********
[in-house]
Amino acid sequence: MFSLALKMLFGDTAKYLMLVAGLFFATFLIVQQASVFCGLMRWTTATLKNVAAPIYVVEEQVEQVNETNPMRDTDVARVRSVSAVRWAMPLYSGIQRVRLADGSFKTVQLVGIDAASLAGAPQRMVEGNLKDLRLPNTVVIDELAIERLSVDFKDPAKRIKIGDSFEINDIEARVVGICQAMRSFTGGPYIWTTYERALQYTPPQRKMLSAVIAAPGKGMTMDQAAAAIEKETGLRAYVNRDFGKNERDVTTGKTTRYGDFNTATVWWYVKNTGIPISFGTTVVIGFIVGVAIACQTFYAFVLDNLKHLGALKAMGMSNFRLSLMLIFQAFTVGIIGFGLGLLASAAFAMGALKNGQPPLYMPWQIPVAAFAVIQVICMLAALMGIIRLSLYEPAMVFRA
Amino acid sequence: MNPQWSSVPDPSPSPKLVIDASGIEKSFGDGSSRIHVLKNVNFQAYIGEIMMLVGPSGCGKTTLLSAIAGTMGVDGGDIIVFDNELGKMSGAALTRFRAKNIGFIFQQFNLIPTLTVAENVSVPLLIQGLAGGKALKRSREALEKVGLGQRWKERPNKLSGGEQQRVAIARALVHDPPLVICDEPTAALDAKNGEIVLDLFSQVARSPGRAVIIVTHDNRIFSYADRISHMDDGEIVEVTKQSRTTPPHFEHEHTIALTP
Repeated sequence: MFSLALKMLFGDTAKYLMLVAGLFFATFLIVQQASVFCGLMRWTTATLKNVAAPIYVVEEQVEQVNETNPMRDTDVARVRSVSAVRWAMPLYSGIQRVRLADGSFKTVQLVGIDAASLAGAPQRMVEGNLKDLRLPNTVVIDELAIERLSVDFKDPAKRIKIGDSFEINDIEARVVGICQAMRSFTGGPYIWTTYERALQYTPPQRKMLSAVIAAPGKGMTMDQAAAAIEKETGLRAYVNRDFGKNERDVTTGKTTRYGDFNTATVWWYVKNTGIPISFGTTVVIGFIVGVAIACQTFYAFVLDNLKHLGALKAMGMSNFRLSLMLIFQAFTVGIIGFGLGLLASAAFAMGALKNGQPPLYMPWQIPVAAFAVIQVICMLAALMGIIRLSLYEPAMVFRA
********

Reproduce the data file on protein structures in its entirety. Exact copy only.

[in-house]
Amino acid sequence: MFSLALKMLFGDTAKYLMLVAGLFFATFLIVQQASVFCGLMRWTTATLKNVAAPIYVVEEQVEQVNETNPMRDTDVARVRSVSAVRWAMPLYSGIQRVRLADGSFKTVQLVGIDAASLAGAPQRMVEGNLKDLRLPNTVVIDELAIERLSVDFKDPAKRIKIGDSFEINDIEARVVGICQAMRSFTGGPYIWTTYERALQYTPPQRKMLSAVIAAPGKGMTMDQAAAAIEKETGLRAYVNRDFGKNERDVTTGKTTRYGDFNTATVWWYVKNTGIPISFGTTVVIGFIVGVAIACQTFYAFVLDNLKHLGALKAMGMSNFRLSLMLIFQAFTVGIIGFGLGLLASAAFAMGALKNGQPPLYMPWQIPVAAFAVIQVICMLAALMGIIRLSLYEPAMVFRA
Amino acid sequence: MNPQWSSVPDPSPSPKLVIDASGIEKSFGDGSSRIHVLKNVNFQAYIGEIMMLVGPSGCGKTTLLSAIAGTMGVDGGDIIVFDNELGKMSGAALTRFRAKNIGFIFQQFNLIPTLTVAENVSVPLLIQGLAGGKALKRSREALEKVGLGQRWKERPNKLSGGEQQRVAIARALVHDPPLVICDEPTAALDAKNGEIVLDLFSQVARSPGRAVIIVTHDNRIFSYADRISHMDDGEIVEVTKQSRTTPPHFEHEHTIALTP
Repeated sequence: MFSLALKMLFGDTAKYLMLVAGLFFATFLIVQQASVFCGLMRWTTATLKNVAAPIYVVEEQVEQVNETNPMRDTDVARVRSVSAVRWAMPLYSGIQRVRLADGSFKTVQLVGIDAASLAGAPQRMVEGNLKDLRLPNTVVIDELAIERLSVDFKDPAKRIKIGDSFEINDIEARVVGICQAMRSFTGGPYIWTTYERALQYTPPQRKMLSAVIAAPGKGMTMDQAAAAIEKETGLRAYVNRDFGKNERDVTTGKTTRYGDFNTATVWWYVKNTGIPISFGTTVVIGFIVGVAIACQTFYAFVLDNLKHLGALKAMGMSNFRLSLMLIFQAFTVGIIGFGLGLLASAAFAMGALKNGQPPLYMPWQIPVAAFAVIQVICMLAALMGIIRLSLYEPAMVFRA